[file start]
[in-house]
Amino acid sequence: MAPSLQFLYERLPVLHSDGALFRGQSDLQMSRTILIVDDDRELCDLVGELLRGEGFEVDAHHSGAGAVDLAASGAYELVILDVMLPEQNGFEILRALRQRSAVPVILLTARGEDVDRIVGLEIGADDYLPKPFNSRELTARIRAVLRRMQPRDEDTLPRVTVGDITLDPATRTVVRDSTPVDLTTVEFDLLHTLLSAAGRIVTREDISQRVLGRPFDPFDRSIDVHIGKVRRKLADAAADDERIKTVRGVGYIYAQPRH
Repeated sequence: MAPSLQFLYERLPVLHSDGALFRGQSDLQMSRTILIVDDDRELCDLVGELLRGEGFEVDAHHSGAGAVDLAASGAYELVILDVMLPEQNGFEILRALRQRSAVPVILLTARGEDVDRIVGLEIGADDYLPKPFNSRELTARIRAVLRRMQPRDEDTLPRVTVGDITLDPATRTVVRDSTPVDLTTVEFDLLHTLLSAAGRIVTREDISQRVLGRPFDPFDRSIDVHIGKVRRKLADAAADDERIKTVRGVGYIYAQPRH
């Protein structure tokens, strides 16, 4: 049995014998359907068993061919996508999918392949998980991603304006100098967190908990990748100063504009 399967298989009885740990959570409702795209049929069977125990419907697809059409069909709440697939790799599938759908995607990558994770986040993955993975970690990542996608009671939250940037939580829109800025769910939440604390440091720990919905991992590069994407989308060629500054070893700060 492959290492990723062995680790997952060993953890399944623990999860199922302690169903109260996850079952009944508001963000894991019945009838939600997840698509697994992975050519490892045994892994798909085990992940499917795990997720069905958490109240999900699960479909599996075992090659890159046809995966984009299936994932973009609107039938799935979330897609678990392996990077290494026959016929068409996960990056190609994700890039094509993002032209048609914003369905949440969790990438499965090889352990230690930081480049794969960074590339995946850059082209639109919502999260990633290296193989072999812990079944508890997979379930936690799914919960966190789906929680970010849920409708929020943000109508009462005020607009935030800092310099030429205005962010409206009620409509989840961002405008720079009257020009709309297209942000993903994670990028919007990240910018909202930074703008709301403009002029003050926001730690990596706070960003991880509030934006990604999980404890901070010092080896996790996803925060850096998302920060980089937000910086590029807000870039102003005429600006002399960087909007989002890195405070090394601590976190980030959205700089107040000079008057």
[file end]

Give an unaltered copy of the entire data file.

[in-house]
Amino acid sequence: MAPSLQFLYERLPVLHSDGALFRGQSDLQMSRTILIVDDDRELCDLVGELLRGEGFEVDAHHSGAGAVDLAASGAYELVILDVMLPEQNGFEILRALRQRSAVPVILLTARGEDVDRIVGLEIGADDYLPKPFNSRELTARIRAVLRRMQPRDEDTLPRVTVGDITLDPATRTVVRDSTPVDLTTVEFDLLHTLLSAAGRIVTREDISQRVLGRPFDPFDRSIDVHIGKVRRKLADAAADDERIKTVRGVGYIYAQPRH
Repeated sequence: MAPSLQFLYERLPVLHSDGALFRGQSDLQMSRTILIVDDDRELCDLVGELLRGEGFEVDAHHSGAGAVDLAASGAYELVILDVMLPEQNGFEILRALRQRSAVPVILLTARGEDVDRIVGLEIGADDYLPKPFNSRELTARIRAVLRRMQPRDEDTLPRVTVGDITLDPATRTVVRDSTPVDLTTVEFDLLHTLLSAAGRIVTREDISQRVLGRPFDPFDRSIDVHIGKVRRKLADAAADDERIKTVRGVGYIYAQPRH
């Protein structure tokens, strides 16, 4: 049995014998359907068993061919996508999918392949998980991603304006100098967190908990990748100063504009 399967298989009885740990959570409702795209049929069977125990419907697809059409069909709440697939790799599938759908995607990558994770986040993955993975970690990542996608009671939250940037939580829109800025769910939440604390440091720990919905991992590069994407989308060629500054070893700060 492959290492990723062995680790997952060993953890399944623990999860199922302690169903109260996850079952009944508001963000894991019945009838939600997840698509697994992975050519490892045994892994798909085990992940499917795990997720069905958490109240999900699960479909599996075992090659890159046809995966984009299936994932973009609107039938799935979330897609678990392996990077290494026959016929068409996960990056190609994700890039094509993002032209048609914003369905949440969790990438499965090889352990230690930081480049794969960074590339995946850059082209639109919502999260990633290296193989072999812990079944508890997979379930936690799914919960966190789906929680970010849920409708929020943000109508009462005020607009935030800092310099030429205005962010409206009620409509989840961002405008720079009257020009709309297209942000993903994670990028919007990240910018909202930074703008709301403009002029003050926001730690990596706070960003991880509030934006990604999980404890901070010092080896996790996803925060850096998302920060980089937000910086590029807000870039102003005429600006002399960087909007989002890195405070090394601590976190980030959205700089107040000079008057």